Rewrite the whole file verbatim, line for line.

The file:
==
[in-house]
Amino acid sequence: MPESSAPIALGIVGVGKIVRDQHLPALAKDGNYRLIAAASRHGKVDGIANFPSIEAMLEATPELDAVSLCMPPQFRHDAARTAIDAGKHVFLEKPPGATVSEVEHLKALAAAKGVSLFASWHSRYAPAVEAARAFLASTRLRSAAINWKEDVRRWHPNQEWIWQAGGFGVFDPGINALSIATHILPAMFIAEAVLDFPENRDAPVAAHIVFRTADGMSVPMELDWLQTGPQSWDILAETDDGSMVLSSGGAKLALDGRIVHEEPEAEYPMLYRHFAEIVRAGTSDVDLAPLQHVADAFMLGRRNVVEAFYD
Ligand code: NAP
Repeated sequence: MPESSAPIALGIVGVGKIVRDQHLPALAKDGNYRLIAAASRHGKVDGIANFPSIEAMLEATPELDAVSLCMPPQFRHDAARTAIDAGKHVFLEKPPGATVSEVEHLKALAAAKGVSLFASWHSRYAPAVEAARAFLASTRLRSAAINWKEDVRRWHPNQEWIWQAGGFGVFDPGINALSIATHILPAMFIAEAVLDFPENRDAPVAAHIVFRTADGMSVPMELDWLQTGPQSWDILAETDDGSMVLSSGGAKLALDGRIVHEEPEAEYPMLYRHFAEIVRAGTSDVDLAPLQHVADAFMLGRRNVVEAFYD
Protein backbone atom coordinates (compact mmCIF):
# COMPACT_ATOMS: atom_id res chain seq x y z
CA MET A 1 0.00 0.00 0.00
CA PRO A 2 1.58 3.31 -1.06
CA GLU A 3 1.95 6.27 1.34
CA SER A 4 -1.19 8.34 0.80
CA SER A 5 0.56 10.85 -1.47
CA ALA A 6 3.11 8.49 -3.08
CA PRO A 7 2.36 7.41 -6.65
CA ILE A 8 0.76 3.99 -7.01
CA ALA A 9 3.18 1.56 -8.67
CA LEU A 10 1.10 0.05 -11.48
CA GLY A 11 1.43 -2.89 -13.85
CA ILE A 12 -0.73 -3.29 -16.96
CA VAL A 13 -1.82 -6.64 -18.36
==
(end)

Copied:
[in-house]
Amino acid sequence: MPESSAPIALGIVGVGKIVRDQHLPALAKDGNYRLIAAASRHGKVDGIANFPSIEAMLEATPELDAVSLCMPPQFRHDAARTAIDAGKHVFLEKPPGATVSEVEHLKALAAAKGVSLFASWHSRYAPAVEAARAFLASTRLRSAAINWKEDVRRWHPNQEWIWQAGGFGVFDPGINALSIATHILPAMFIAEAVLDFPENRDAPVAAHIVFRTADGMSVPMELDWLQTGPQSWDILAETDDGSMVLSSGGAKLALDGRIVHEEPEAEYPMLYRHFAEIVRAGTSDVDLAPLQHVADAFMLGRRNVVEAFYD
Ligand code: NAP
Repeated sequence: MPESSAPIALGIVGVGKIVRDQHLPALAKDGNYRLIAAASRHGKVDGIANFPSIEAMLEATPELDAVSLCMPPQFRHDAARTAIDAGKHVFLEKPPGATVSEVEHLKALAAAKGVSLFASWHSRYAPAVEAARAFLASTRLRSAAINWKEDVRRWHPNQEWIWQAGGFGVFDPGINALSIATHILPAMFIAEAVLDFPENRDAPVAAHIVFRTADGMSVPMELDWLQTGPQSWDILAETDDGSMVLSSGGAKLALDGRIVHEEPEAEYPMLYRHFAEIVRAGTSDVDLAPLQHVADAFMLGRRNVVEAFYD
Protein backbone atom coordinates (compact mmCIF):
# COMPACT_ATOMS: atom_id res chain seq x y z
CA MET A 1 0.00 0.00 0.00
CA PRO A 2 1.58 3.31 -1.06
CA GLU A 3 1.95 6.27 1.34
CA SER A 4 -1.19 8.34 0.80
CA SER A 5 0.56 10.85 -1.47
CA ALA A 6 3.11 8.49 -3.08
CA PRO A 7 2.36 7.41 -6.65
CA ILE A 8 0.76 3.99 -7.01
CA ALA A 9 3.18 1.56 -8.67
CA LEU A 10 1.10 0.05 -11.48
CA GLY A 11 1.43 -2.89 -13.85
CA ILE A 12 -0.73 -3.29 -16.96
CA VAL A 13 -1.82 -6.64 -18.36